The options market has a bullish view on oil prices this year.
Levels of implied volatility in the options price of West Texas Intermediate crude suggest a 30 percent chance that WTI will rise 39 percent or more by the end of 2012 and exceed the all-time high of $145 per barrel, set in July 2008, according to Factor Advisors, a New York asset-management firm.
WTI crude oil settled at $106.16 per barrel on Wednesday.
The price of a vanilla, or standardized, option -- given the strike price, expiration date, risk-free interest rate and price of the underlying asset -- implies the market's view of the likelihood that the underlying asset will change by a certain magnitude within a certain time frame.
One reason traders are bullish on oil is the prospect of stronger U.S. economic growth, which would boost demand for oil. The United States is the largest consumer of oil at 19 million barrels per day.
The latest official U.S. jobs report surprised to the upside, showing a payrolls gain of 243,000 in January. If employment numbers, along with the nation's housing market, continues to improve, traders will only get more bullish on oil.
Hopes of faster U.S. economic recovery, however, isn't the only thing pushing up the expectation of oil prices.
The S&P 500 Index has only a 9 percent chance of rising more than 38 percent before year's end, options prices suggest.
Traders are also bullish on oil from the supply side.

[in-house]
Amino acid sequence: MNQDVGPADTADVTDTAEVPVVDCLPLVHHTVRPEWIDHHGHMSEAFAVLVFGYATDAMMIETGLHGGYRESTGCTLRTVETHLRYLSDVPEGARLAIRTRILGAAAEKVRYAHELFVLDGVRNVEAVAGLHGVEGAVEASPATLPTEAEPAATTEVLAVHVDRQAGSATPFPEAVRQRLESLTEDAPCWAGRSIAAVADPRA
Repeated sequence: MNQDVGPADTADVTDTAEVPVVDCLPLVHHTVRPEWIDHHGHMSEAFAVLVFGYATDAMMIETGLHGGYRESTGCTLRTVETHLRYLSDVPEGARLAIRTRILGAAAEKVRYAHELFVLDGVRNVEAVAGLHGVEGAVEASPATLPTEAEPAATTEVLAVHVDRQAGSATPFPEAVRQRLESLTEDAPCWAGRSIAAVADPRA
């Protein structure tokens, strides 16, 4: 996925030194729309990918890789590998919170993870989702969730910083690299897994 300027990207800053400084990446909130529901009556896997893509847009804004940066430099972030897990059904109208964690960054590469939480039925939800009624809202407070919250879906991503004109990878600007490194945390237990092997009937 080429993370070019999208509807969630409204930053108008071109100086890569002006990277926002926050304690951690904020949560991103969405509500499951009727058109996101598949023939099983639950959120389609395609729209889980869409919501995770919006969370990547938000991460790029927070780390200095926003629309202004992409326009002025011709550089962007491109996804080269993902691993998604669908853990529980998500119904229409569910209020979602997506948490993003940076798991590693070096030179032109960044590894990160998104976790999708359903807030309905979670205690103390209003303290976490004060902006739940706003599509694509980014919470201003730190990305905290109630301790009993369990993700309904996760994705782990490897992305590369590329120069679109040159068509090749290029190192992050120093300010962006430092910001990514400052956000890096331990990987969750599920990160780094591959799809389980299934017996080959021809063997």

Tensions with the West over Iran's nuclear program is fraught with uncertainties and potentially disastrous consequences.
In the best-case scenario, a compromise is reached and Iran's oil exports return to previous levels. If no deal is struck, the West could strengthen its sanctions against Iranian exports. But if Israel or the United States attacks Iran, the country's output could stop altogether.
In a nightmare scenario, Iran could block the Strait of Hormuz, a passage through which 20 percent of oil traded worldwide flows, according to the U.S. Energy Information Administration. Or, in a desperate move, Iran could attack Iraq or even Saudi Arabia, the latter of which is the world's biggest exporter.
On the off-chance the worst-case scenario materializes, oil prices could jump $60 per barrel from their current levels, Robert McNally, president of Rapidan Group, an energy consulting firm, told Bloomberg News.